Folston, however, does have a fifth year available to him after qualifying for a medical redshirt last season. But more and more of ND’s elite players are thinking draft and not fifth year.

That helps explain why Notre Dame started the season with just seven players who started at least half of ND’s games last season. Since freshman eligibility was restored in college football in 1972, that’s tied for the fewest returning starters at ND with the 1975 squad that coach Dan Devine inherited from retiring Ara Parseghian.

Five draft early entrees, only two of whom were true juniors, contributed to a single-digit number of returning starters this fall, for only the third time in the 45 seasons.

And Brian Kelly has resigned himself to the notion that this may not be an aberration, given the current talent/development quotient and an accelerated academic pace for his players.

“Unless I drastically change the business plan … In other words, unless we start to slow down the hours they take in the summer,” Kelly said, “then that (early entries and large roster turnover) becomes a reality. Because they’re taking seven hours in the summer.

“Over three years that’s 21 hours, almost a full year now in the summer. I think the reality is we’re going to be a younger team, moving forward.”

Personnel matters

Senior linebacker James Onwualu was the first player to be honored with the rotating No. 1 jersey, a custom Irish head coach Brian Kelly started this season.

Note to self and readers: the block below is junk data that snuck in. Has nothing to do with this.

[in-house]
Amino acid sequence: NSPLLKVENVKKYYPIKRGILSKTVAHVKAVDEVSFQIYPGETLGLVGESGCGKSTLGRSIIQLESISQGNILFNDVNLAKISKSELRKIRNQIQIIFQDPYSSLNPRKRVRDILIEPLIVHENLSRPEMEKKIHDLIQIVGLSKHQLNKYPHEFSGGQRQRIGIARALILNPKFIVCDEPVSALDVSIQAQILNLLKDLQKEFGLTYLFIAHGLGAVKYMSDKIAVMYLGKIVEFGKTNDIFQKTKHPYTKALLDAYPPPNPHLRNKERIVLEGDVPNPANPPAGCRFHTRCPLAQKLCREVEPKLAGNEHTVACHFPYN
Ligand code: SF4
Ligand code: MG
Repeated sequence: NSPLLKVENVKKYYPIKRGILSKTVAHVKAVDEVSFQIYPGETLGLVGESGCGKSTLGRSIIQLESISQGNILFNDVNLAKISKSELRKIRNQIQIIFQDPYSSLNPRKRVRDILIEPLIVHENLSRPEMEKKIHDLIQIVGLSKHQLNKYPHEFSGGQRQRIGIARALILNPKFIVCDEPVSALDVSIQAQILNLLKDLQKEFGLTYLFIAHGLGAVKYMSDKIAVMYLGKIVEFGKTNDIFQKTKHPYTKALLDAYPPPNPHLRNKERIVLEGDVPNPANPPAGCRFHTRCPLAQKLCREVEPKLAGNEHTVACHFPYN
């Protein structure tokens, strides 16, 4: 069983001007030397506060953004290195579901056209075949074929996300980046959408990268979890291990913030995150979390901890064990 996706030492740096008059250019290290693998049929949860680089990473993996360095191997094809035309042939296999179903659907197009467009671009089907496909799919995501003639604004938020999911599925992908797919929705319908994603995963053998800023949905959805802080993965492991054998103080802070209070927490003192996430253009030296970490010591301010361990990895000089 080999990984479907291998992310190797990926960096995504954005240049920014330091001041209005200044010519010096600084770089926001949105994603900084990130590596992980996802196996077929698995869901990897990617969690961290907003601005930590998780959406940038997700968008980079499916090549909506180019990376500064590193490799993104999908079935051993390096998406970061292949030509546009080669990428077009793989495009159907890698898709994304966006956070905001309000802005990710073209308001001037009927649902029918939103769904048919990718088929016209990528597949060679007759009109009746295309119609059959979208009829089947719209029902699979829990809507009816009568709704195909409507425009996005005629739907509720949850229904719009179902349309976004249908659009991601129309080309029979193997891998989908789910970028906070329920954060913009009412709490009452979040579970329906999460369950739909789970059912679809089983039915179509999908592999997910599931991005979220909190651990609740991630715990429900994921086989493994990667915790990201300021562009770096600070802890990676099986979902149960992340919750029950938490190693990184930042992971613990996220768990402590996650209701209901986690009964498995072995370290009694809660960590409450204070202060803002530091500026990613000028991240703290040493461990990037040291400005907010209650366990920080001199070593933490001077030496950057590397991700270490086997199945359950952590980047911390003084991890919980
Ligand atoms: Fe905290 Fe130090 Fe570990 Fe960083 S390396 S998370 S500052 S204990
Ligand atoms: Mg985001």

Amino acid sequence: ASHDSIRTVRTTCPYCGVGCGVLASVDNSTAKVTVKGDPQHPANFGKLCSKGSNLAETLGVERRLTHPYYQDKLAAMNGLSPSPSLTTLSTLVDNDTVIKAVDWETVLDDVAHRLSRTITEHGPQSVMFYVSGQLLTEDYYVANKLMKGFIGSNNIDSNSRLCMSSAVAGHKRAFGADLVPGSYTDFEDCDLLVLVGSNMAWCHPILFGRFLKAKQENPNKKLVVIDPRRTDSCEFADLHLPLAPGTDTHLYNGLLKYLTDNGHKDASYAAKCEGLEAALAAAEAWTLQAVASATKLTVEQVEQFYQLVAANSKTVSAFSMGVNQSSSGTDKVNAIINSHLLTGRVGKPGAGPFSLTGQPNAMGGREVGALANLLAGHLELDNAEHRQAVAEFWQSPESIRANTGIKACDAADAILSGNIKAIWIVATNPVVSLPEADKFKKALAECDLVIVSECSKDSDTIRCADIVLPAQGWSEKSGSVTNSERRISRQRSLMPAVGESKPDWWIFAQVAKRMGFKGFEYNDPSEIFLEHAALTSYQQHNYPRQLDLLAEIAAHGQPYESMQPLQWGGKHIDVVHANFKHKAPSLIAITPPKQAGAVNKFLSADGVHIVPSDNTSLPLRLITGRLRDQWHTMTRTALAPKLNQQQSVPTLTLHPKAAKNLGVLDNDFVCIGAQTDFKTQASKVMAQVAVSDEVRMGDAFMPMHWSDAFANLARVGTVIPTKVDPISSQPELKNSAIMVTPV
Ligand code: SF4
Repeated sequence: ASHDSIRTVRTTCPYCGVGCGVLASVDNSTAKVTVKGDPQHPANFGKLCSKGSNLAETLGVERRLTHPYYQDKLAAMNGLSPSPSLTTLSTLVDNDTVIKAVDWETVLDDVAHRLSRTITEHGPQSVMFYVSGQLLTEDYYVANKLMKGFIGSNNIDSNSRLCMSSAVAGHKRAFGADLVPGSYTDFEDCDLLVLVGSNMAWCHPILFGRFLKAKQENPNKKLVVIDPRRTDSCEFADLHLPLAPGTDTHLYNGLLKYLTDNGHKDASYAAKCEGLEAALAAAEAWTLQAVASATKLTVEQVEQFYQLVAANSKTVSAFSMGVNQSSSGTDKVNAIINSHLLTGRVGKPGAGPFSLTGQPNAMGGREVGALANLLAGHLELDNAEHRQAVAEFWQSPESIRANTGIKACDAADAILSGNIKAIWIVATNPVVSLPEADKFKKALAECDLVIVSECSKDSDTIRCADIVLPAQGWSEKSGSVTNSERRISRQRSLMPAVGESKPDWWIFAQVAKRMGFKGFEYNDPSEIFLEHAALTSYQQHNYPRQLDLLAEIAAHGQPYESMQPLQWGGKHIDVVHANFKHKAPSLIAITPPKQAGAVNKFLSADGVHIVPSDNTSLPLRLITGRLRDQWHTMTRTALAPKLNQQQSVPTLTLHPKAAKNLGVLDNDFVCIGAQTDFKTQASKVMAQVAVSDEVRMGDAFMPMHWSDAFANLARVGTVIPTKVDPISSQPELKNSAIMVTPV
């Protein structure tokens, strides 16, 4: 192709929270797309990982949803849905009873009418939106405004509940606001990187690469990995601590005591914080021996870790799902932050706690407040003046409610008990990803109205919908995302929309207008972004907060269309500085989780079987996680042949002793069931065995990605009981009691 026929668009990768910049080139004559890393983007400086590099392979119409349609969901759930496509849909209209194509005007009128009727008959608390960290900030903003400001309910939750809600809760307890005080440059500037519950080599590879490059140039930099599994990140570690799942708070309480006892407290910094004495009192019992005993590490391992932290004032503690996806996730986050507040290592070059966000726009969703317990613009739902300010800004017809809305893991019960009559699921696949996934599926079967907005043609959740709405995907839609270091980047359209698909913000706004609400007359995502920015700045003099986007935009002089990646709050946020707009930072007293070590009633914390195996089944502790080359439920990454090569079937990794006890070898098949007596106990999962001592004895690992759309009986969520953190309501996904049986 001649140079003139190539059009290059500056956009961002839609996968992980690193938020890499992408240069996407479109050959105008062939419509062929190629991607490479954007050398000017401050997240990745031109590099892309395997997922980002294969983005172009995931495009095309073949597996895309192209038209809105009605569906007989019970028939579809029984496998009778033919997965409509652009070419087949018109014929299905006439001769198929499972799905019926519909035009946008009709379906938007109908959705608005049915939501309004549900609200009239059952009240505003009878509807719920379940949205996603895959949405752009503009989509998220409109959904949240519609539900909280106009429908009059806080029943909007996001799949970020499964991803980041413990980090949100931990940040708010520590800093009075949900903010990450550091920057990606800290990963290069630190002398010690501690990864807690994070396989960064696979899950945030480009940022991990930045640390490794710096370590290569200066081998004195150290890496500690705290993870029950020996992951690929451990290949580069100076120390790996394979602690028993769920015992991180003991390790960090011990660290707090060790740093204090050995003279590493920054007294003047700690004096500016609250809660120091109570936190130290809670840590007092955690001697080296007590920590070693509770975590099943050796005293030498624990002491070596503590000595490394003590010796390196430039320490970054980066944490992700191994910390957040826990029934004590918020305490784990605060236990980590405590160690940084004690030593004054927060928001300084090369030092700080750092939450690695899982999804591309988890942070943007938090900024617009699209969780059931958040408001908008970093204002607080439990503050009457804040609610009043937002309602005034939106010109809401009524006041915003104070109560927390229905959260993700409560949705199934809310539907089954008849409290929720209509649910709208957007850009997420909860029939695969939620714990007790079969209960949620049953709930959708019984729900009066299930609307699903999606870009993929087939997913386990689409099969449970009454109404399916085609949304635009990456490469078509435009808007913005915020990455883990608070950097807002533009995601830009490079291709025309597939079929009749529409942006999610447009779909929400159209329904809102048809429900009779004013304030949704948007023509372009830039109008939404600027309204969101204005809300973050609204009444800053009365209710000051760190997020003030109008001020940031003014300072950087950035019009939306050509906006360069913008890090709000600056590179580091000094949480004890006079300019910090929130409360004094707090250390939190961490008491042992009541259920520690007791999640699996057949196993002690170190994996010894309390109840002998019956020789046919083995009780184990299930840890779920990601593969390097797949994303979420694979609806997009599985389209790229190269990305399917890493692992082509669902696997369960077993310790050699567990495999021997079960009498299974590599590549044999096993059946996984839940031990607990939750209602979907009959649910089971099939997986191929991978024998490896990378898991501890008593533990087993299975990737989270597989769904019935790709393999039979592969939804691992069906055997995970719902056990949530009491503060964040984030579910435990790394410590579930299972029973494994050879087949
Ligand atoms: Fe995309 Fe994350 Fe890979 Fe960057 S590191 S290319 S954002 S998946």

The weekly honor is to be given to the player who best represents the ideals of the Irish program on and off of the field.

• Junior wide receiver Corey Holmes got his first career start Sunday night in Texas, perhaps in part because No. 1 slot receiver C.J. Sanders’ helmet popped off on the opening kickoff return.

Six other Irish players got their first career starts for ND as well — cornerbacks Shaun Crawford and Nick Coleman, wide receiver Equanimeous St. Brown, center Sam Mustipher, offensive guard Colin McGovern and safety Avery Sebastian, who had six starts in four years at Cal.

• Fifteen freshmen made the Notre Dame travel roster, including nine on defense.

That group comprised defensive ends Daelin Hayes, Julian Okwara and Khalid Kareem; safeties Devin Studstill, Spencer Perry and Jalen Elliott; cornerbacks Donte Vaughn and Julian Love; and outside linebacker Jamir Jones.

The offensive players were wide receiver Kevin Stepherson, running back Tony Jones Jr., offensive lineman Tommy Kraemer, and wide receivers Chase Claypool and Javon McKinley, while the special teams unit was represented by long snapper John Shannon.

• Speaking of Stepherson, all four players arrested Aug. 19 and charged with possession of marijuana made the trip, as expected. The others were cornerback Ashton White, linebacker Te’von Coney and running back Dexter Williams.

Williams, White and Coney all saw action on special teams in the first half.

• Sophomore wide receiver Chris Finke, recently awarded a scholarship, changed his uniform No. from 27 to 10.


Twitter: @EHansenNDI

Devin Studstill (14) during practice on Notre Dame Football Media Day Wednesday, Aug. 17, 2016, at LaBar Practice Field on the Notre Dame campus in South Bend. Tribune Photo/ROBERT FRANKLIN